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Paul Flaherty and Chris Corsano - Steel Sleet & Last Eyes

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Artist: Paul Flaherty and Chris Corsano

Album: Steel Sleet & Last Eyes

Label: Tyyfus

Review date: Jun. 27, 2005

For the Finnish label Tyyfus, connecting with extreme music isn’t about getting it or not getting it; it’s about feeling it or not feeling it. Hetero Skeleton’s Reflaxativity Suite: A Suite in 40 Bowel Movements, Tyyfus’ first release, was a cassette of spastic noise bursts best described as anti-jazz. It said nay to all music fundamentals save one: physical energy.

The Cambridge, Massachusetts-based label Records also believes in blunt directness. When it comes to the label name, they couldn’t have found one more purely functional, more starkly descriptive. For contact info, they provide only a P.O. Box, the lockbox of anonymity.

Fitting then, that these two labels have released the latest efforts from drummer Chris Corsano and saxophonist Paul Flaherty. Both records were recorded on one day in a Cambridge radio studio. Steel Sleet, on Tyyfus, features Flaherty on tenor, while Last Eyes, on Records, features Flaherty on alto. Damien Mullane’s cover art uses the same thick block lettering, the same bold line drawings of the duo. Only the colors, black, white and gray (of course), differ, reversed on each like photo negatives.

Taken together, the records contain over 60 minutes of gritty, breathtaking improvisation that is unstructured but not disorganized; raw but not chaotic; always in flux yet never unfocused.

They crackle with the duo’s physical exertion. One is always aware that Flaherty is pushing air through a metal tube, that Corsano is beating skins stretched taut over wood and flattened metal. On “Post-dated still,” Flaherty squeezes a tiny rainbow of tones from an alto mouthpiece. At the end of “Whiskey & Soda,” he splits a held note into a strained twee and a brassy groan. Corsano’s kit sounds ready to disintegrate at all times.

The overall tone of the records recalls Albert Ayler’s primitive approach. The brief spell of thumping groove at the beginning of “Sign your name in the sand, please” could easily be one the saxophone maverick’s themes. Yet most of the pieces show the duo starting from one place, like the bubbly alto theme of “Doesn’t make sense considering your lack of fat,” and ending somewhere else, in this case a firestorm of snare, cymbals and alto scree.

Flaherty’s playing is febrile, his tone mercurial. It rises and falls through timbres resonating with history. His tone on alto is broad, at times Johnny Hodges-gorgeous, until it explodes with Ayler’s unhinged glossolalia. On tenor, Flaherty moves at moments with the muscular pathos and sentimentality of Sonny Rollins, at others he burns with brusque, untutored fire of Archie Shepp. Yet his playing is more than just a string of descriptive touchstones, as he guides these timbres into a titanic flow.

Rather than compete with the saxophonist’s surging and receding dynamics, Corsano anneals them. Towards the end of “Master of the Buffet,” as Flaherty shreds the tenor’s upper reaches, Corsano sprays the air with tight patterns of buckshot snare hits. Midway through “Doesn’t make sense, considering your lack of fat,” Flaherty tests the ductility of his alto phrases, stretching them upwards towards their breaking point. Corsano extends the saxophonist’s efforts, hammering out a rising rhythm that eventually shatters.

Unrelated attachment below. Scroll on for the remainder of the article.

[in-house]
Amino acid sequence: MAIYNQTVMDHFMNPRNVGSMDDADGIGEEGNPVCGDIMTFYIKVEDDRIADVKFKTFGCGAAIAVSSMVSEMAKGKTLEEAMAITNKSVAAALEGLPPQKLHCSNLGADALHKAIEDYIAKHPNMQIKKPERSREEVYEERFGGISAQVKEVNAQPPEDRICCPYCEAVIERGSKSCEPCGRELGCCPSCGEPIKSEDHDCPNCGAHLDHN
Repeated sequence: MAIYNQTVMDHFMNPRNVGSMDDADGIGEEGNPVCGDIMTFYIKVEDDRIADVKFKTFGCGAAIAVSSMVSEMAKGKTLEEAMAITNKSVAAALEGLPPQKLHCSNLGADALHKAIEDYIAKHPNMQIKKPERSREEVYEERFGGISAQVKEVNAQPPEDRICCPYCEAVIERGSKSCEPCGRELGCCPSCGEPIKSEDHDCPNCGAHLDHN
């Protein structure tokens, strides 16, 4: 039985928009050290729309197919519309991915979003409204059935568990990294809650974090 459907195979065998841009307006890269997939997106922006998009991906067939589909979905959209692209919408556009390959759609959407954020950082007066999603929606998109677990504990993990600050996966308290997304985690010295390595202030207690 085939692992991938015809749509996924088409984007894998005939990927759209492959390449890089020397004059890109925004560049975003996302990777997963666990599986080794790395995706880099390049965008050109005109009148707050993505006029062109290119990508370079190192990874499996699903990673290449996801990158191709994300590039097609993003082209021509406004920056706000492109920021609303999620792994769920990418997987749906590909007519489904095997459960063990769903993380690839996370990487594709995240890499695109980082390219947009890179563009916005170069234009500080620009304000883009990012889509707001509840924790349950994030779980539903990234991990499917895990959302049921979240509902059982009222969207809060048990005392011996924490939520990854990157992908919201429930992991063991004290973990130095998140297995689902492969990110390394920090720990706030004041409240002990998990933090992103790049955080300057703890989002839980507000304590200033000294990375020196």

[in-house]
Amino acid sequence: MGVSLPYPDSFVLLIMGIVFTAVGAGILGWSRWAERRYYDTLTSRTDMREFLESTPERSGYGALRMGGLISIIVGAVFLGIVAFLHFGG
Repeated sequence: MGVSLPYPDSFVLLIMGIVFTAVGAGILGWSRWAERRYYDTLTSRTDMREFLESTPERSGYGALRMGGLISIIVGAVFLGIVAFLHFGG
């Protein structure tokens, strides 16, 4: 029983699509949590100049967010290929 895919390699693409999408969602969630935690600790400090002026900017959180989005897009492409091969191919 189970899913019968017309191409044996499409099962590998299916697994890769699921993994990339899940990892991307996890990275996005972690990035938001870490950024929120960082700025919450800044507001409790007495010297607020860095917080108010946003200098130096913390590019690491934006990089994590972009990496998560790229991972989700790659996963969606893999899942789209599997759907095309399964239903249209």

Flaherty and Corsano develop their aerobic improvisations with a virile, single-minded drive. The former sets the pace of Steel Sleet’s “Rhino Grey” with his breath, like an athlete pushing at the limits of endurance. He jumps hard on the beginning of a phrase, kicking up thick, wall-like waves of sound until they gradually die down. With each exhale the notes waver and quake with more urgency, effort becoming exhaustion. These pieces aren’t about developing a relation between melody and rhythm by repeating and varying a theme - they’re about avoiding stagnation by maintaining a focused blast of intensity.

Corsano excels at keeping the kinetic energy seething forward. The 30-year-old drummer doesn’t play anything strikingly new, but he articulates every snare roll, bass thump, tom beat and rim shot. On the 11-minute “Whiskey & Soda,” from Steel Sleet, he turns his set into a perpetual motion machine. He thrashes out a ride cymbal pulse for the duration, fluctuating the dynamics with a momentary eruption of double-time like he’s fused Elvin Jones’ architecture with Rashied Ali’s thunder.

The pair can also work as a fluid tag team, especially on the 12-minute “Master of the Buffet.” They continually threaten to let their feral rumble become a roar, until Corsano lays out and Flaherty vaporizes the tension with a blues-soaked, hymnal cadenza.

When Flaherty changes direction so rapidly, he invites risk, a whiff of danger even, to the proceedings. During the opening of ”Whiskey & Soda,” he rends the mournful calm of his mews with spurts of white-hot, piercing upper register.

Flaherty takes the opposite approach during an unaccompanied flight on “I Miss Jimmy.” He builds up a dark storm cloud of split tones, then depressurizes rapidly, leaving a ripe, menacing silence, the kind just before a tornado appears.

One never knows which direction he’ll choose, and when he does, it’s certain that Corsano will be there to push him further down the path. Together they achieve that holy grail of improvisation: unpredictability. Flaherty and Corsano’s strain of free music is not weighed down by abstraction, density or complexity. It is tangible, tactile, simple. And the stripped-down duo setting of these LPs provides a powerful way to experience it. Two men, one sax, one drum kit. No more, no less. Perfect.

By Matthew Wuethrich

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